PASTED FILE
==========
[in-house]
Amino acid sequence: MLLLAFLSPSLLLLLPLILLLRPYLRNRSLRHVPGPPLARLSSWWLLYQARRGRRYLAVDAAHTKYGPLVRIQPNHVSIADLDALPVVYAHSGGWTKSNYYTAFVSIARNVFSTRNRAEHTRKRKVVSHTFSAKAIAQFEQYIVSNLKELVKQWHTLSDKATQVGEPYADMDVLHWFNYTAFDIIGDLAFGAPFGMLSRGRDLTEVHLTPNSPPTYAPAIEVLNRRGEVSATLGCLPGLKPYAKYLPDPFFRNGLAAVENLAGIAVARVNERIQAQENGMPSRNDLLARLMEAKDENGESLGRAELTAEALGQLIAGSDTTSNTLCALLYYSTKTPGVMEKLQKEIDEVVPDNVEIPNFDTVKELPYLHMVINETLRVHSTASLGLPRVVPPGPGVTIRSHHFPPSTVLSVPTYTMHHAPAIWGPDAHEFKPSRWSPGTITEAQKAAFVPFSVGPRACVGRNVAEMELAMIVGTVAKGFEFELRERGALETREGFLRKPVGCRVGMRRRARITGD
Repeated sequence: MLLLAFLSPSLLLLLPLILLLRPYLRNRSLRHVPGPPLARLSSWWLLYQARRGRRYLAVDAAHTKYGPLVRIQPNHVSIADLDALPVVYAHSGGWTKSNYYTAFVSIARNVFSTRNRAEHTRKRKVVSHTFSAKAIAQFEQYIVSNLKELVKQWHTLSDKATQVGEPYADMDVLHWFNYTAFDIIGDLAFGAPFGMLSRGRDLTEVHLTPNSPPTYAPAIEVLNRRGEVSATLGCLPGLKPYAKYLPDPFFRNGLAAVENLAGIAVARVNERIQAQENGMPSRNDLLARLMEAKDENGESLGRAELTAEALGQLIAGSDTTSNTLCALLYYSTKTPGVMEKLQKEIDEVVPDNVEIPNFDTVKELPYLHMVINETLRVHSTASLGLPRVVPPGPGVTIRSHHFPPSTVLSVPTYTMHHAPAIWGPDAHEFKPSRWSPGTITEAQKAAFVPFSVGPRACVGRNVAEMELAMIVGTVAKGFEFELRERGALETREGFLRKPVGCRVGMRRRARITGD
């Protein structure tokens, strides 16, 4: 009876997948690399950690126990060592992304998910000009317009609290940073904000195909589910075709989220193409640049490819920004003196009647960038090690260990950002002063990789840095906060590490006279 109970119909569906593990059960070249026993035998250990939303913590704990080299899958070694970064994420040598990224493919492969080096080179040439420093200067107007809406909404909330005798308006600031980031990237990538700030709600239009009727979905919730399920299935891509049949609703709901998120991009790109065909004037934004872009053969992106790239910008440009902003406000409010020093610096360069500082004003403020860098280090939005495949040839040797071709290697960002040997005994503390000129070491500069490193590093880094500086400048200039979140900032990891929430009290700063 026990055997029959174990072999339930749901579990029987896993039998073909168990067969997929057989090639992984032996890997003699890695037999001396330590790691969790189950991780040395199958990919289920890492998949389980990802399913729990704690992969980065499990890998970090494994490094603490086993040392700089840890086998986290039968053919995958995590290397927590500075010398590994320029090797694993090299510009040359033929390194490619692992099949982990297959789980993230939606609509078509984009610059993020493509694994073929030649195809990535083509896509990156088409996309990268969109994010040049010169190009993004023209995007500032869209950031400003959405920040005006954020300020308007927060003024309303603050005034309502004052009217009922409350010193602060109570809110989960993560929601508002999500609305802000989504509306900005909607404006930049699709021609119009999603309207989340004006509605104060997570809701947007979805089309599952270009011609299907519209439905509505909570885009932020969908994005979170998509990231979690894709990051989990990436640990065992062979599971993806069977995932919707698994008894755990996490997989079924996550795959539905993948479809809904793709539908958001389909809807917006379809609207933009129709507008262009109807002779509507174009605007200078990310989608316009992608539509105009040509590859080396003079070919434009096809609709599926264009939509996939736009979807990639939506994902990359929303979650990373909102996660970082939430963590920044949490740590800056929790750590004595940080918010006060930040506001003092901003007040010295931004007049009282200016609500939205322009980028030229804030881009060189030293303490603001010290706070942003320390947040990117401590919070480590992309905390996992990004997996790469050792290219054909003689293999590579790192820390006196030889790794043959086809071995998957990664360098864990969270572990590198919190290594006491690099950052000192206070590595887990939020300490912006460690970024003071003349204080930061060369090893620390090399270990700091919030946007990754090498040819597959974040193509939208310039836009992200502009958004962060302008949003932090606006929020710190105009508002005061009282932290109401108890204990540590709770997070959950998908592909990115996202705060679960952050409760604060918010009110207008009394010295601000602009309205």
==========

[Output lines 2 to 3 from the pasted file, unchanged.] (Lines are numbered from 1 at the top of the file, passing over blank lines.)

Amino acid sequence: MLLLAFLSPSLLLLLPLILLLRPYLRNRSLRHVPGPPLARLSSWWLLYQARRGRRYLAVDAAHTKYGPLVRIQPNHVSIADLDALPVVYAHSGGWTKSNYYTAFVSIARNVFSTRNRAEHTRKRKVVSHTFSAKAIAQFEQYIVSNLKELVKQWHTLSDKATQVGEPYADMDVLHWFNYTAFDIIGDLAFGAPFGMLSRGRDLTEVHLTPNSPPTYAPAIEVLNRRGEVSATLGCLPGLKPYAKYLPDPFFRNGLAAVENLAGIAVARVNERIQAQENGMPSRNDLLARLMEAKDENGESLGRAELTAEALGQLIAGSDTTSNTLCALLYYSTKTPGVMEKLQKEIDEVVPDNVEIPNFDTVKELPYLHMVINETLRVHSTASLGLPRVVPPGPGVTIRSHHFPPSTVLSVPTYTMHHAPAIWGPDAHEFKPSRWSPGTITEAQKAAFVPFSVGPRACVGRNVAEMELAMIVGTVAKGFEFELRERGALETREGFLRKPVGCRVGMRRRARITGD
Repeated sequence: MLLLAFLSPSLLLLLPLILLLRPYLRNRSLRHVPGPPLARLSSWWLLYQARRGRRYLAVDAAHTKYGPLVRIQPNHVSIADLDALPVVYAHSGGWTKSNYYTAFVSIARNVFSTRNRAEHTRKRKVVSHTFSAKAIAQFEQYIVSNLKELVKQWHTLSDKATQVGEPYADMDVLHWFNYTAFDIIGDLAFGAPFGMLSRGRDLTEVHLTPNSPPTYAPAIEVLNRRGEVSATLGCLPGLKPYAKYLPDPFFRNGLAAVENLAGIAVARVNERIQAQENGMPSRNDLLARLMEAKDENGESLGRAELTAEALGQLIAGSDTTSNTLCALLYYSTKTPGVMEKLQKEIDEVVPDNVEIPNFDTVKELPYLHMVINETLRVHSTASLGLPRVVPPGPGVTIRSHHFPPSTVLSVPTYTMHHAPAIWGPDAHEFKPSRWSPGTITEAQKAAFVPFSVGPRACVGRNVAEMELAMIVGTVAKGFEFELRERGALETREGFLRKPVGCRVGMRRRARITGD